US-Colombian trio complete a new route on Peru's Concha de Caracol (5640m)

Posted on: July 23, 2021

The line of Cerveza, Pan y Acido (ED: 90 degrees, 700m) on the south face of Concha de Caracol (5640m) with the location of the open bivy marked near the top. [Photo] Courtesy of Anna PfaffThe line of Cerveza, Pan y Acido (ED: 90, 700m) on the south face of Concha de Caracol (5640m) with the location of the open bivy marked near the top. [Photo] Courtesy of Anna Pfaff

On July 13 and 14, Andres Marin, Anna Pfaff and Alex Torres completed a new route on Concha de Caracol (5640m) in Peru's Cordillera Vilcanota. Cerveza, Pan y Acido (ED: 90, 700m), which translates as "beer, bread and acid," is the second route on the mountain's south face, after Oriol Baro, Ferran Rodriguez and Guillem Sancho established Via Pirenaica (TD+: 550m) up the center of the face in 2019.


The ascent of Cerveza, Pan y Acido was not without drama. Marin, Pfaff and Torres weathered an open bivy below the summit at 5500 meters. Marin and Pfaff suffered frostbite on their feet, from which they are currently recovering.

Pfaff outlined the trip in a press release:

On July 5...[we] met up with Vilcanota local Luis Crispen in the small town of Pacchanta located at the foot of Nevado Ausungate. There we organized logistics and horses for an exploratory mission into the range. With information and photos of unclimbed alpine lines from our friend Nate Heald [author of many American Alpine Journal reports] and Cusco Mountain Guides, we were stoked to see what was ahead. We started the trek around Ausungate and arrived to the basecamp of our first objective, the south face of Mariposa [5842m] on July 7. After climbing a huge portion of the face we were forced to turn around approximately 150 meters below the summit. The snow was the consistency of powdered sugar and the route became an unprotectable snow slab. We down climbed and quickly retreated.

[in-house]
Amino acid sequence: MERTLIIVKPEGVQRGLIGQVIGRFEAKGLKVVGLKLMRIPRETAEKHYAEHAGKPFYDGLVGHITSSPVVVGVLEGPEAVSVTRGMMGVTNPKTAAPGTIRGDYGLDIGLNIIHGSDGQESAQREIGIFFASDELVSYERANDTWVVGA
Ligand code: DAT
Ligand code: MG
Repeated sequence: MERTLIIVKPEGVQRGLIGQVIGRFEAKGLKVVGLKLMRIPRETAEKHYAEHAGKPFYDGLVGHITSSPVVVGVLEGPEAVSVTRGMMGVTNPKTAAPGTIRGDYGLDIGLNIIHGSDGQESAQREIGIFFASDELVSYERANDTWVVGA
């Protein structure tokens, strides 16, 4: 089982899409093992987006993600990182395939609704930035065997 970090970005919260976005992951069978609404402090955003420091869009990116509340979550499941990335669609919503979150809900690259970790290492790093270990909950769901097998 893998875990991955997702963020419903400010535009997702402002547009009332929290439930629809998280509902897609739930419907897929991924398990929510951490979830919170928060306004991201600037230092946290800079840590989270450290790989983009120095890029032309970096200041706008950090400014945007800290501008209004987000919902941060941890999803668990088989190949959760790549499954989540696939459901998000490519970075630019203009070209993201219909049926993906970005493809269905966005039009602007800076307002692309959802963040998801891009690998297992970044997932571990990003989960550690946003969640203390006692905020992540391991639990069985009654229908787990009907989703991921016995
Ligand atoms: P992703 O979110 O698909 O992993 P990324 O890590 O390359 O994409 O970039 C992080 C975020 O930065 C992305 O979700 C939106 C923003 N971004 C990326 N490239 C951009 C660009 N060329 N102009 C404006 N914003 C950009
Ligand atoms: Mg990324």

[Photo] Courtesy of Anna PfaffStarting Cerveza, Pan y Acido on Concha de Caracol. [Photo] Courtesy of Anna Pfaff

With a huge array of other objectives in the area, we quickly decided to backtrack and set up a base camp just below Jampa Pass [at approximately] 4800 meters. Early on July 13, we set out for a new route on the south face of Concha de Caracal.... We had been looking at it since we arrived and it was a recommendation from Nate.

With a light alpine rack of screws, pins and cams, we started up the face, each of us leading in blocks of two pitches. The climbing quickly became steep and thoughtful with a variety of ice, mixed and snow conditions. The last pitch required everything of Alex to dig through the sugary snow on the summit ridge. The limited daylight here in Peru at this time of year found us rapidly concerned about the descent and we opted to open bivy just below the ridge at 5500 meters and continue on to the summit in the morning.

After a an extremely long and cold night with little sleep, we continued up the summit ridge to the top of Concha de Caracol. We rappelled the same ascent line and returned to base camp around noon the next day with cold toes and an amazing adventure to remember.

[Photo] Courtesy of Anna Pfaff[Photo] Courtesy of Anna Pfaff

[Photo] Courtesy of Anna Pfaff[Photo] Courtesy of Anna Pfaff

Bundling up for an open bivy at 5500 meters. [Photo] Courtesy of Anna PfaffBundling up for an open bivy at 5500 meters. [Photo] Courtesy of Anna Pfaff

Pfaff is from the United States and has previously climbed with Marin, who describes himself as Colombian American.

"I was born and raised in Colombia," he told Alpinist. "I have dual citizenship and have lived half of my life in each country. Alex is Colombian as well. We've known each other for quite some time from climbing—he is an awesome and super strong mountain climber!

"I also want to send a huge shout-out to Nate Heald, since he is the one who knows these mountains better than anyone around here and was instrumental on giving us directions, logistics and information," Marin added.

A 2014 AAJ report by Heald that contains more history about Concha de Caracol and other surrounding peaks can be found here.

Pfaff was interviewed for an episode of the Alpinist Podcast this past April—you can download or listen to it here.

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